California’s Big Decision on Climate Change & Tropical Forests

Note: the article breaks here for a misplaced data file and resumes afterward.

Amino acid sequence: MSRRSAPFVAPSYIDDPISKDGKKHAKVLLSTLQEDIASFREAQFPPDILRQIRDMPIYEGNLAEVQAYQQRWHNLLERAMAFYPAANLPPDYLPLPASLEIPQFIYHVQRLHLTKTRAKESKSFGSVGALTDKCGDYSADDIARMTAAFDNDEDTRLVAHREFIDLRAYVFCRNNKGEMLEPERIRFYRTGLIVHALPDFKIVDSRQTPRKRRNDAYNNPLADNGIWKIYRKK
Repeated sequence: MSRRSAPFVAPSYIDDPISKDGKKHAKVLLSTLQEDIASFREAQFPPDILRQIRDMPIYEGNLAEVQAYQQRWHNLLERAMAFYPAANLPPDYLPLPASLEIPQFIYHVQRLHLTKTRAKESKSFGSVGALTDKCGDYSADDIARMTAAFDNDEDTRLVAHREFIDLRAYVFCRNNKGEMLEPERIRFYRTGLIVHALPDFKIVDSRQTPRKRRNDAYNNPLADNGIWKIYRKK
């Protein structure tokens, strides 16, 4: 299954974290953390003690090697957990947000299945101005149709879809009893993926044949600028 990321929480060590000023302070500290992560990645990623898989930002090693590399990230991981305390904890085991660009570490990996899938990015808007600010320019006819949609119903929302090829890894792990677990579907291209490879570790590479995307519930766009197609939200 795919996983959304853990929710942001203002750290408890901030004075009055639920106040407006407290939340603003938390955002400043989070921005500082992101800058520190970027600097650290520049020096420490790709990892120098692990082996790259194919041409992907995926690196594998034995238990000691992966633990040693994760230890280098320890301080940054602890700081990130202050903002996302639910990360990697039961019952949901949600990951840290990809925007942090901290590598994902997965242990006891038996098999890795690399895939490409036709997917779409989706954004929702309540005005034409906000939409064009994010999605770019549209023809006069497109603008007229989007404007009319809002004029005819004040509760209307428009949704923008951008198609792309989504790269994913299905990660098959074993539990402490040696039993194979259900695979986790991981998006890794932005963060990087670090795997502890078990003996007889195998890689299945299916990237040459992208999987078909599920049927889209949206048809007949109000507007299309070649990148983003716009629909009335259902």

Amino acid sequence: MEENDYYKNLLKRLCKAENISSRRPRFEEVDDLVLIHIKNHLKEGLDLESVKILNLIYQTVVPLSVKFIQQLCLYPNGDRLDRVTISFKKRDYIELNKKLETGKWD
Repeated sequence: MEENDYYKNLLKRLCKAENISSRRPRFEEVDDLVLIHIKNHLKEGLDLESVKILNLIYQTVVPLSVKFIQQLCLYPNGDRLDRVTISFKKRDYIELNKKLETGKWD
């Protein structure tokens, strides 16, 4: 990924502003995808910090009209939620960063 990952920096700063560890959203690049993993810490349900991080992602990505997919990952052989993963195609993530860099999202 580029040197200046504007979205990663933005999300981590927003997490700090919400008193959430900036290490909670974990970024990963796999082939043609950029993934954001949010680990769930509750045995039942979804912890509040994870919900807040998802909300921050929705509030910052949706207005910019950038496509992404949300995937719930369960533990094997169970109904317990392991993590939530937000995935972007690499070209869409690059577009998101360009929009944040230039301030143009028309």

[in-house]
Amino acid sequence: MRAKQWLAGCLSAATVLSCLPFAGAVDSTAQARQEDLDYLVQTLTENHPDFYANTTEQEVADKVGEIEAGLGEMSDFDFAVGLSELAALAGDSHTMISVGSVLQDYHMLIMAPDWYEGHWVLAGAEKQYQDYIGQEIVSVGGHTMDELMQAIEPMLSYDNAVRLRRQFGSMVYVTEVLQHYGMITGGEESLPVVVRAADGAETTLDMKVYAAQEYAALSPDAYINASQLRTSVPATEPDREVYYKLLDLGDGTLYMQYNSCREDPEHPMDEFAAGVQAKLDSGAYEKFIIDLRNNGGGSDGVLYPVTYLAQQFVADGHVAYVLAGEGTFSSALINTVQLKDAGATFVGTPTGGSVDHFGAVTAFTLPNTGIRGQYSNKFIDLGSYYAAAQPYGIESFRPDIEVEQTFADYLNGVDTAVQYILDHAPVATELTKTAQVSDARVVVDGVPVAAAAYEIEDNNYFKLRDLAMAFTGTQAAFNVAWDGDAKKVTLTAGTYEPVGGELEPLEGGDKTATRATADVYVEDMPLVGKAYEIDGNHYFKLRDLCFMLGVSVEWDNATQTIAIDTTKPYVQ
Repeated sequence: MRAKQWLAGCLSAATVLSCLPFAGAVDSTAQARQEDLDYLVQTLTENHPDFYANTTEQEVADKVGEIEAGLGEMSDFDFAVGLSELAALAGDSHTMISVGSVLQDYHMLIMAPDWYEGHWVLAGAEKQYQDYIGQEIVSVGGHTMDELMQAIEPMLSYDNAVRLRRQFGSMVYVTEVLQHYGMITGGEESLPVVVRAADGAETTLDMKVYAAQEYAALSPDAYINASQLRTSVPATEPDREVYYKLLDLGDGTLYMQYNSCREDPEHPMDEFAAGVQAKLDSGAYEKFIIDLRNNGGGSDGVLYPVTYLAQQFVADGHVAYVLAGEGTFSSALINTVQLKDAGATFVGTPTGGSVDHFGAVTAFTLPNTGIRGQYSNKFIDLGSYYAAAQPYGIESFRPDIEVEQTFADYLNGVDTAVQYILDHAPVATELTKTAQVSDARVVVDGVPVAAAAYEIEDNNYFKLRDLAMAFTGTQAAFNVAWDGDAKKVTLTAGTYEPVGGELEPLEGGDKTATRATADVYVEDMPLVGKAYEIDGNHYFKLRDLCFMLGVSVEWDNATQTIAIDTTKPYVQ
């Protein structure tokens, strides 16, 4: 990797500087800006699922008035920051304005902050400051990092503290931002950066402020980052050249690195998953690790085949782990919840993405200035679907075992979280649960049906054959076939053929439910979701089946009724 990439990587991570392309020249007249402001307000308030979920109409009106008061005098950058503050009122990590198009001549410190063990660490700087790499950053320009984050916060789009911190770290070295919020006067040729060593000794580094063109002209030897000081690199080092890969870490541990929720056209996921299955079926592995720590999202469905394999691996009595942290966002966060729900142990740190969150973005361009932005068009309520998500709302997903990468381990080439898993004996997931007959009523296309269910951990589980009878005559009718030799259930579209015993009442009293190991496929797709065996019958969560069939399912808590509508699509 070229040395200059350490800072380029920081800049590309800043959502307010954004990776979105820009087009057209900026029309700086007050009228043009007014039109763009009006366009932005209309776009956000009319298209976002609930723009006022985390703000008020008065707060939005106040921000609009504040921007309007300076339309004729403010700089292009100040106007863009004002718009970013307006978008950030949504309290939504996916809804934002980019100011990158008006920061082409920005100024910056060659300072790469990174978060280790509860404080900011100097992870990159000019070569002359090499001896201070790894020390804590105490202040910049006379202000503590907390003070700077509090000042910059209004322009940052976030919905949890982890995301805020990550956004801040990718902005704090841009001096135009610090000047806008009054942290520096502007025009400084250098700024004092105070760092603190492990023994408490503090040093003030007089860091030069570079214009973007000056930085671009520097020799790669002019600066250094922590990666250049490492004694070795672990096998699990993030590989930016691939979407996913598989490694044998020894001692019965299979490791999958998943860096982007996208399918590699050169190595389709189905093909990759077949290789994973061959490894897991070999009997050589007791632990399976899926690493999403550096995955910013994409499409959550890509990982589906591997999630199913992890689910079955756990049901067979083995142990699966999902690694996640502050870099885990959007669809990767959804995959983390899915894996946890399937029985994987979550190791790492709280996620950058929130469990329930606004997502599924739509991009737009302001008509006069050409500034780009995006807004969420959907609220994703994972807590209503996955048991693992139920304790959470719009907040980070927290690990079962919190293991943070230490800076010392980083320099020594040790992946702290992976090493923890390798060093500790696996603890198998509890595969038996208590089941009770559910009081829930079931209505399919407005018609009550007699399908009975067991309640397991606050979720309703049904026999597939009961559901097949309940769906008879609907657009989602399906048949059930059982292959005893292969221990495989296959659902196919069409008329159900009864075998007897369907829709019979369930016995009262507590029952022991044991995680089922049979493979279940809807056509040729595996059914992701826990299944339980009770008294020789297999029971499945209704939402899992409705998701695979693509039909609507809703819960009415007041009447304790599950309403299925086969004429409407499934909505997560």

California’s public policy innovations for solving environmental challenges have been emulated worldwide. The state is now poised to deepen this legacy of environmental leadership as it scopes the feasibility of implementing the tropical forests provision of its landmark Global Warming Solutions Act. This provision, which would create a mechanism for carbon trades between California and tropical nations, is currently under deliberation by the California Air Resources Board. At Earth Innovation Institute, we see it as the best opportunity in a decade to slow down climate change. The reason is simple: healthy tropical forests are central to solving climate change. The clearing, logging and burning of tropical forests release about a fifth of the world’s carbon dioxide emissions that are caused by human activities. Roughly half of all of the carbon that leaks into the atmosphere when tropical trees are killed by bulldozers or chainsaws is absorbed again by living tropical trees that are growing and storing carbon in their wood. If we slow the loss of tropical forests while speeding their recovery, the chances of avoiding the worst impacts of climate change become considerably larger. Tropical forests can buy humanity precious time to make the much slower transition to low-emission energy systems. But what does California have to do with tropical forests? The quick answer is: a lot! The tropical forests provision of California’s Global Warming Solutions Act (GWSA)—formally known as the international sector-based offsets program--would establish the first regulated market for channeling investments into tropical states and provinces that are successfully slowing carbon pollution caused by tropical forest destruction. It was in anticipation of this market that Arnold Schwarzenegger, while Governor of California, invited Governors of tropical forest states and provinces in Brazil and Indonesia to Los Angeles to establish a novel partnership for slowing climate change by slowing tropical forest destruction. This 2008 partnership has grown to 29 members, called the “Governors’ Climate and Forests task force”. The territories of GCF members include one fourth of the world’s tropical forests, including most of the rainforests of Brazil, Indonesia, Peru and Mexico. Many tropical governors have not waited for the launch of the California market. They have gotten to work. The Brazilian GCF state governments alone, with help from the Brazilian national government, have already slowed down Amazon deforestation rates by more than 70%, keeping four billion tons of carbon dioxide out of the atmosphere. This is a bigger contribution to climate change mitigation than Obama’s Clean Power Plan will achieve by 2030. These tropical Governors and the farmers, businesses and rural communities that they represent are ready to do much more. But they need a signal that the world will care if they do. They need to know that their bold efforts to do what industrialized nations have failed to do—to keep most of their native forests standing—will translate into better markets for their products, better investments in their low-carbon economies, and more jobs. In 2014, GCF governors pledged to slow deforestation 80% by 2020 if adequate funding is in place. Once operational, the GWSA tropical forest provision could provide just that signal. It would allow California’s biggest carbon polluters to offset up to 4% of their total emissions by investing in statewide programs that have been developed to slow the clearing and degradation of tropical forests. The best example of this type of program—and the first in line to receive investments from California if the program is launched—is found in the Brazilian state of Acre, in the southwestern corner of the Amazon region. During a recent visit to Acre, where I serve on the science committee of the state’s climate change program, I was inspired by the remarkable progress that has been made in building a new “low-carbon” economy. Acre is keeping forests standing while producing more food on the land that is already cleared, increasing its exports of fish, pork, chicken, Brazil nuts and native rubber to other states. It is creating jobs and new sources of income for the state’s indigenous people, its forest-dwelling rubber tappers and its small-scale farmers. After showing me one of the Brazil nut processing factories that he is responsible for, Manoel Monteiro—who grew up in the forest harvesting native rubber—asked me if California would implement its tropical forest program. “Our cooperative is giving better Brazil nut and rubber prices to our 2500 members, who are all poor rubber tapper families. We need the California carbon market to keep this program strong.” California’s tropical forest program would also bring substantial benefits to Californians, especially those with low incomes. By providing a large volume of inexpensive offsets, it would help to avoid price increases in electricity that are projected as the state’s power utilities strive to meet aggressive emissions reduction targets. California has pledged to reduce carbon pollution to 1990 levels by 2020 and to 40% below 1990 levels by 2030. The poorest people in California and the world will also suffer the most from climate change itself. In this regard, California’s tropical forest program could help avoid centuries of unnecessary suffering if it initiates a domino effect, with other states and nations building mechanisms for rewarding progress in slowing tropical deforestation. Such economic signals could go a long way towards realizing the potential of healthy tropical forests to solve climate change. California can galvanize its global environmental leadership by implementing the tropical forest program.

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